Ko, Lan, M.D., Ph.D.

Ko, Lan, M.D., Ph.D.
Member, Clinical Oncology Program

Adjunct Assistant Professor, Molecular Oncology and Biomarkers 
GRU Cancer Center



Office Phone: (706) 721-8758
Office Address: CN 3155
E-mail: LKO@gru.edu
IFL Link | PubMed Link


Professional Overview

Lan Ko, MD, PhD, is currently an adjunct faculty member in Georgia Regents University Cancer Center, Medical College of Georgia, Augusta, Georgia, USA. Dr. Ko received her  MD (1987) from Beijing Medical University, Beijing, China, and PhD (1996) in Biochemistry at SUNY Downstate Medical Center, New York, USA. Dr. Ko did postdoctoral training at Harvard Medical School and worked for Eli Lilly and Company in Indianapolis 1999-2003). Dr. Ko came to Medical College of Georgia, Georgia Regents University in 2003 as an Assistant Professor in the Institute of Molecular Medicine and Genetics.


Current Research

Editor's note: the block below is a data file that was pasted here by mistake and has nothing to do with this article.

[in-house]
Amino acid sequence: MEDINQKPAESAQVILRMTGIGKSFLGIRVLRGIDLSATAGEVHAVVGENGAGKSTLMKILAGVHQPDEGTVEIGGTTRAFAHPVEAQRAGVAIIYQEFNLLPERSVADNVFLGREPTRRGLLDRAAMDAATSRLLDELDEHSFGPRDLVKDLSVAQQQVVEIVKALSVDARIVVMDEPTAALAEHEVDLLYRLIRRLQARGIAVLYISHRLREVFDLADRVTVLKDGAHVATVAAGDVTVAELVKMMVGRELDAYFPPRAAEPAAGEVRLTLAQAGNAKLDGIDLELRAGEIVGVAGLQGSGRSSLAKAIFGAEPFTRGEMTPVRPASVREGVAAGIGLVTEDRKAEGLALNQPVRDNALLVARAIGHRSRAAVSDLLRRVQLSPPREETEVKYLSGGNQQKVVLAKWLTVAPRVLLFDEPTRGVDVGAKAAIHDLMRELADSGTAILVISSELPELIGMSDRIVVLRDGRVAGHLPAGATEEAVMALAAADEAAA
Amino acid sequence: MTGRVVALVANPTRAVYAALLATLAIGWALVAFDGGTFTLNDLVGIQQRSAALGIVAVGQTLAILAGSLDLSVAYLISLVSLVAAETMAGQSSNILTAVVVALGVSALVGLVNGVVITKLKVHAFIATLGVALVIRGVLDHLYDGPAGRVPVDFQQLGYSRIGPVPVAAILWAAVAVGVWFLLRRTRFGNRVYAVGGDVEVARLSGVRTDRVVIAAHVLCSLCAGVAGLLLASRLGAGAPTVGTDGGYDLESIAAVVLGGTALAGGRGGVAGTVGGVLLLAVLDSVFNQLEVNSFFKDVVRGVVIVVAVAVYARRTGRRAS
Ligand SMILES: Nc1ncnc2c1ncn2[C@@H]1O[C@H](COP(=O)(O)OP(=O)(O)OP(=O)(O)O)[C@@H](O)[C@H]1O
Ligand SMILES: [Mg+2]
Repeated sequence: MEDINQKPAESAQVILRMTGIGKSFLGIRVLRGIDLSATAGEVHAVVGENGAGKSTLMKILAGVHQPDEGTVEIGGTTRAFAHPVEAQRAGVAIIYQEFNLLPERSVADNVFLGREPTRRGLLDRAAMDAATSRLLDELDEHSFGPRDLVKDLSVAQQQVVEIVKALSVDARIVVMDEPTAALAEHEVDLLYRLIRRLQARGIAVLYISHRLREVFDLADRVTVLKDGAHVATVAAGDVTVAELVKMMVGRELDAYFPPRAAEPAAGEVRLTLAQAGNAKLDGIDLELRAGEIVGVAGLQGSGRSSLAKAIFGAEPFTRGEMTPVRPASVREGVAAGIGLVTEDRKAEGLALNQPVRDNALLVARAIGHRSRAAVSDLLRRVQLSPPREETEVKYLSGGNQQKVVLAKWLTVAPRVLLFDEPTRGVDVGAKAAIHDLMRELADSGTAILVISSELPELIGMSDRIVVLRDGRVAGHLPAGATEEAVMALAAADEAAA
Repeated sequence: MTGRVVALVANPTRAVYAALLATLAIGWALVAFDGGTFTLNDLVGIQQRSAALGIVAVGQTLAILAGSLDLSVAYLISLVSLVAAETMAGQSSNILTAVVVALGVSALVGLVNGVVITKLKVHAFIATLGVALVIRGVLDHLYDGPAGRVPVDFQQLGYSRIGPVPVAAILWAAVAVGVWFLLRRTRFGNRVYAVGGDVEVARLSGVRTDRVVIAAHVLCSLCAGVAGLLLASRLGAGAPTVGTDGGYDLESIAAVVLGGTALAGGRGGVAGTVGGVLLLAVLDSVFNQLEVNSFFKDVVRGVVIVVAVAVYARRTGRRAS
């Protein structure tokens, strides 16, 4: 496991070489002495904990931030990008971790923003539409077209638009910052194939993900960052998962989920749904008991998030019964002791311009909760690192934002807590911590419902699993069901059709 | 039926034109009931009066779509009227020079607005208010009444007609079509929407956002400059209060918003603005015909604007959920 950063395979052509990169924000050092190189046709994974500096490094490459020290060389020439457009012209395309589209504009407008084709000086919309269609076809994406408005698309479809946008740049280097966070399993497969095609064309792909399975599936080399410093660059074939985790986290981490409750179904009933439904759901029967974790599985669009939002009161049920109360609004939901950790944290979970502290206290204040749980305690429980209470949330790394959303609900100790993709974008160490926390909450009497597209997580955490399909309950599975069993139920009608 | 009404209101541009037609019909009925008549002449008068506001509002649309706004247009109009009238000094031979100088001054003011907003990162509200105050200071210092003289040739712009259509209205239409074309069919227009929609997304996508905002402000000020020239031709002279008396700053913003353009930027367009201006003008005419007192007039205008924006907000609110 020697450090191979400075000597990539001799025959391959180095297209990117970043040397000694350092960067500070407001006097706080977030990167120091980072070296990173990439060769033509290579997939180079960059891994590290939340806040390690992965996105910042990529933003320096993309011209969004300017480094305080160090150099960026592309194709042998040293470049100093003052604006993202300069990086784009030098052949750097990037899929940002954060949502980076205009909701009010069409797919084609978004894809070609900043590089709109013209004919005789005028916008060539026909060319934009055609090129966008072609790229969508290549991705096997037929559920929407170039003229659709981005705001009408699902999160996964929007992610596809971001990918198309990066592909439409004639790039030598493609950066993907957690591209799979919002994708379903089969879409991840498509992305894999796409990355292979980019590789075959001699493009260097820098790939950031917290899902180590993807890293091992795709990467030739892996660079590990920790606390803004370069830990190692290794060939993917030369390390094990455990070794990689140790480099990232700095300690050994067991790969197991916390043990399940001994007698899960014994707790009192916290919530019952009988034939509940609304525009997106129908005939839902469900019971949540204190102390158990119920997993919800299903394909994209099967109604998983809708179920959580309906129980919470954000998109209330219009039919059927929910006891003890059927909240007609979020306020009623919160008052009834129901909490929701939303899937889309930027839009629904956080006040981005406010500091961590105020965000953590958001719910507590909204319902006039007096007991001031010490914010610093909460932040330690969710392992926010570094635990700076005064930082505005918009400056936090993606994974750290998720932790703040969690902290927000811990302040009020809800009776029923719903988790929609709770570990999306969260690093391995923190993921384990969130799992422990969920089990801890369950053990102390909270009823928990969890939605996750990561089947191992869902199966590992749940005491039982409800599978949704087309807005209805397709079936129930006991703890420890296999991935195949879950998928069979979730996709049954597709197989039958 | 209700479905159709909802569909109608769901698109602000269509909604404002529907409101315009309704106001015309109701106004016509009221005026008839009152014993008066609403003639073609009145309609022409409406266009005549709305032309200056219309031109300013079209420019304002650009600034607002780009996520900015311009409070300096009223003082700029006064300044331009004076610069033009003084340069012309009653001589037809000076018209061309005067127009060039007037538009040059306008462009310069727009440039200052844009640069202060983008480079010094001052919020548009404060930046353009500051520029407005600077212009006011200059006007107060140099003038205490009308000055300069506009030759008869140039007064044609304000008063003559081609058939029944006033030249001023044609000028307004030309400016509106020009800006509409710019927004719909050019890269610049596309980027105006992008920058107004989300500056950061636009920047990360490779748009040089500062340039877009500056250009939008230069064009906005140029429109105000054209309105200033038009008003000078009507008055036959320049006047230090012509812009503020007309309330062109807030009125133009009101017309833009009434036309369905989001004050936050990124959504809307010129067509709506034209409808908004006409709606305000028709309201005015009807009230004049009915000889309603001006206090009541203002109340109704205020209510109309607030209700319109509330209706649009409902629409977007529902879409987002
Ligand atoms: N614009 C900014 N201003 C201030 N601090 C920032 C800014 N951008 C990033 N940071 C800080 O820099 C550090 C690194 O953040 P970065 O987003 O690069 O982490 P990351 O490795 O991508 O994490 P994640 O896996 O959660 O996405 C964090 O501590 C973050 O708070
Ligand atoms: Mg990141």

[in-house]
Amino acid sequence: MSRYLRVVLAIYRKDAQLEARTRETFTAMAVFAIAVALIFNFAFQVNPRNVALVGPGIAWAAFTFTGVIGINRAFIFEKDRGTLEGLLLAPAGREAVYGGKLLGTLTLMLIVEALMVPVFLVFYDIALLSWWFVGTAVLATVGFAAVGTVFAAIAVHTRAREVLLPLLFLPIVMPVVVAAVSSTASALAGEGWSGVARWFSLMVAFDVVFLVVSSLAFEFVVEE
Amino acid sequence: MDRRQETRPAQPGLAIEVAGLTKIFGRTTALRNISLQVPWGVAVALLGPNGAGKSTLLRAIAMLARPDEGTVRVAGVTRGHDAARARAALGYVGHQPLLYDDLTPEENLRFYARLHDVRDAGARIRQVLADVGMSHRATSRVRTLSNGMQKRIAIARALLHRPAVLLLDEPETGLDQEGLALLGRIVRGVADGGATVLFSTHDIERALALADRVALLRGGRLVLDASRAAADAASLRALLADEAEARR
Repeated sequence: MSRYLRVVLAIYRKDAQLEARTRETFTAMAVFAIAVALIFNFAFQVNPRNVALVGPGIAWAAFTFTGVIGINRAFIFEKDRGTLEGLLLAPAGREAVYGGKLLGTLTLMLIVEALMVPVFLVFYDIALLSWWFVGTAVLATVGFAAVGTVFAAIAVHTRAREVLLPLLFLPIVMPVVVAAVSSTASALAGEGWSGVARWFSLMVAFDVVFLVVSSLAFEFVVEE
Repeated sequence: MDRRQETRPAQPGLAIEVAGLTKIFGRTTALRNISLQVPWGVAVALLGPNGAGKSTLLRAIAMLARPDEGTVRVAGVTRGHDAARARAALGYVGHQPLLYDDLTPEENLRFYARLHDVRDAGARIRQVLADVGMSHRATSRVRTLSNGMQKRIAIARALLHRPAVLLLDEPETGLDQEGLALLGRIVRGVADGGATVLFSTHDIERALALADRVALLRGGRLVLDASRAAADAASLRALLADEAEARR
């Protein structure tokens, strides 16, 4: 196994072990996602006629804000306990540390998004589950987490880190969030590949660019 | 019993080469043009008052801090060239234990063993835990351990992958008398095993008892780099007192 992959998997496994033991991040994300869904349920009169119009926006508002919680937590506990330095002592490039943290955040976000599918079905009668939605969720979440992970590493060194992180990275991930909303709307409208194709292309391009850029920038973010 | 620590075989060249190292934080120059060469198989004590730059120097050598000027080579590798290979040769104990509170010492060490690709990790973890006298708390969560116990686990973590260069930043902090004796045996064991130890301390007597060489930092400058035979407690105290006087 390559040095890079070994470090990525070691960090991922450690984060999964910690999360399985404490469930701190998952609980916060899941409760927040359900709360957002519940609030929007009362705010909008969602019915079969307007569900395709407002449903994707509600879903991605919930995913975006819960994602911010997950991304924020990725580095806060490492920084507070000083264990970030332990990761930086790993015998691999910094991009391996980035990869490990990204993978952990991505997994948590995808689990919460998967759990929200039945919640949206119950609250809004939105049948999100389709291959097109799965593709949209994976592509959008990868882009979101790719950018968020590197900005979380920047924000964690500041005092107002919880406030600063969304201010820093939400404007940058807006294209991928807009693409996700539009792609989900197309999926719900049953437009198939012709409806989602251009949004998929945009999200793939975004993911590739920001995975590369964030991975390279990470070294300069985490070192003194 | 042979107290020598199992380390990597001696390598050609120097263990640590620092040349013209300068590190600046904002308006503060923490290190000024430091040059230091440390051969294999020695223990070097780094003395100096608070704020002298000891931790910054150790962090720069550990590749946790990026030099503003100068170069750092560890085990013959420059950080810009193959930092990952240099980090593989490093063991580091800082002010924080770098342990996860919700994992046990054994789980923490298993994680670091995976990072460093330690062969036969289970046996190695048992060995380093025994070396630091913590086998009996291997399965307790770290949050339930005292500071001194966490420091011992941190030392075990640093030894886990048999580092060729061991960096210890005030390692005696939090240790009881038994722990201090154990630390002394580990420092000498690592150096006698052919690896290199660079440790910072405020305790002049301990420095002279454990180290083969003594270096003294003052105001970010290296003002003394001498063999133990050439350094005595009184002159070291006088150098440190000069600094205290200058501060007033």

Dr. Ko has identified two cancer genes that regulate transcription in human cancers, with publications in journals such as PNAS, Oncogene, NAR, JBC and MCB. Dr. Ko has been an invited speaker in many international conferences, and has also served as reviewer for a number of scientific journals. Dr. Ko was an award recipient from the Endocrine Society in 1999 and 2001, and was a Distinguished Cancer Scholar nominated by the Georgia Cancer Coalition. Through decades of research work as well as extensive collaborations nationally and internationally, Dr. Ko’s research team has identified two cancer-initiating genes. A breast and ovarian cancer gene at  chromosome 17q21 has both germline and recurrent somatic mutations and is mutated in hormone-producing progenitor cells. A lung cancer gene at 11q13 is genetically mutated in tumor stem cells in a large majority of sporadic lymphoma, lung cancer and head/neck cancers. Her recent effort is focused on developing anti-cancer therapies such as cancer vaccines using these two cancer gene products as anti-tumor targets, with collaborations crossing multiple institutions in Netherlands, China, and the US. The aim is to develop anti-cancer drugs targeting causative cancer-initiating stem cells to achieve patient survival without cancer relapse.